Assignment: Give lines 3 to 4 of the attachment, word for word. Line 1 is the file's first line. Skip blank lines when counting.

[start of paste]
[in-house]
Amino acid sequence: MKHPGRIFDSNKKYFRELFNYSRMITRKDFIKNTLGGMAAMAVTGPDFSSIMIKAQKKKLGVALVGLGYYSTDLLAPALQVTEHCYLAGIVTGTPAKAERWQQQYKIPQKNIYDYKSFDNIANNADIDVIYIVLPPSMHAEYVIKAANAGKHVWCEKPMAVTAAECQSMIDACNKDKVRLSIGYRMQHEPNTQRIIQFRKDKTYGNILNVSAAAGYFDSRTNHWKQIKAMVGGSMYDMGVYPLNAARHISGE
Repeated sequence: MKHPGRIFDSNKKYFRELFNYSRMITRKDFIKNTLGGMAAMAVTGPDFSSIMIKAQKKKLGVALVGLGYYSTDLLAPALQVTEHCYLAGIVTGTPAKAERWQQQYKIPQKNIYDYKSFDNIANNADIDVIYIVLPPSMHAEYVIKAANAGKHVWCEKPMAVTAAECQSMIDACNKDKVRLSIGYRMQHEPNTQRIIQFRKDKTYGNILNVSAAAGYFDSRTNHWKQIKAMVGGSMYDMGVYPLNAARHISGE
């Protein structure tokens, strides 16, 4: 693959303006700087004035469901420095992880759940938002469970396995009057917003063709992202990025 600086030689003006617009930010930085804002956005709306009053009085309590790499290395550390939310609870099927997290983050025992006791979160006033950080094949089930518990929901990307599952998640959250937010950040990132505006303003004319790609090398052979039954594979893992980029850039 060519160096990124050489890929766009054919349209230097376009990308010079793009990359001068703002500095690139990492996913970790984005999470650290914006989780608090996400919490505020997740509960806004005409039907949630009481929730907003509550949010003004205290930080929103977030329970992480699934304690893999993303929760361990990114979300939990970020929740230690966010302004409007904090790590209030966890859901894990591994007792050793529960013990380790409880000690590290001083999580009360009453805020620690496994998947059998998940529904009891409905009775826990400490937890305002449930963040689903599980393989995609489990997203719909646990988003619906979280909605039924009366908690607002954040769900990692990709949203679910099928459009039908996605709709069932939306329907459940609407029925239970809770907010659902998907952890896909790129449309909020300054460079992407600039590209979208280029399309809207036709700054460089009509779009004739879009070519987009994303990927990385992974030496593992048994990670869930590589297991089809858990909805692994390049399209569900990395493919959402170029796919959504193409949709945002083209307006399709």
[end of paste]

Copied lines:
Repeated sequence: MKHPGRIFDSNKKYFRELFNYSRMITRKDFIKNTLGGMAAMAVTGPDFSSIMIKAQKKKLGVALVGLGYYSTDLLAPALQVTEHCYLAGIVTGTPAKAERWQQQYKIPQKNIYDYKSFDNIANNADIDVIYIVLPPSMHAEYVIKAANAGKHVWCEKPMAVTAAECQSMIDACNKDKVRLSIGYRMQHEPNTQRIIQFRKDKTYGNILNVSAAAGYFDSRTNHWKQIKAMVGGSMYDMGVYPLNAARHISGE
């Protein structure tokens, strides 16, 4: 693959303006700087004035469901420095992880759940938002469970396995009057917003063709992202990025 600086030689003006617009930010930085804002956005709306009053009085309590790499290395550390939310609870099927997290983050025992006791979160006033950080094949089930518990929901990307599952998640959250937010950040990132505006303003004319790609090398052979039954594979893992980029850039 060519160096990124050489890929766009054919349209230097376009990308010079793009990359001068703002500095690139990492996913970790984005999470650290914006989780608090996400919490505020997740509960806004005409039907949630009481929730907003509550949010003004205290930080929103977030329970992480699934304690893999993303929760361990990114979300939990970020929740230690966010302004409007904090790590209030966890859901894990591994007792050793529960013990380790409880000690590290001083999580009360009453805020620690496994998947059998998940529904009891409905009775826990400490937890305002449930963040689903599980393989995609489990997203719909646990988003619906979280909605039924009366908690607002954040769900990692990709949203679910099928459009039908996605709709069932939306329907459940609407029925239970809770907010659902998907952890896909790129449309909020300054460079992407600039590209979208280029399309809207036709700054460089009509779009004739879009070519987009994303990927990385992974030496593992048994990670869930590589297991089809858990909805692994390049399209569900990395493919959402170029796919959504193409949709945002083209307006399709």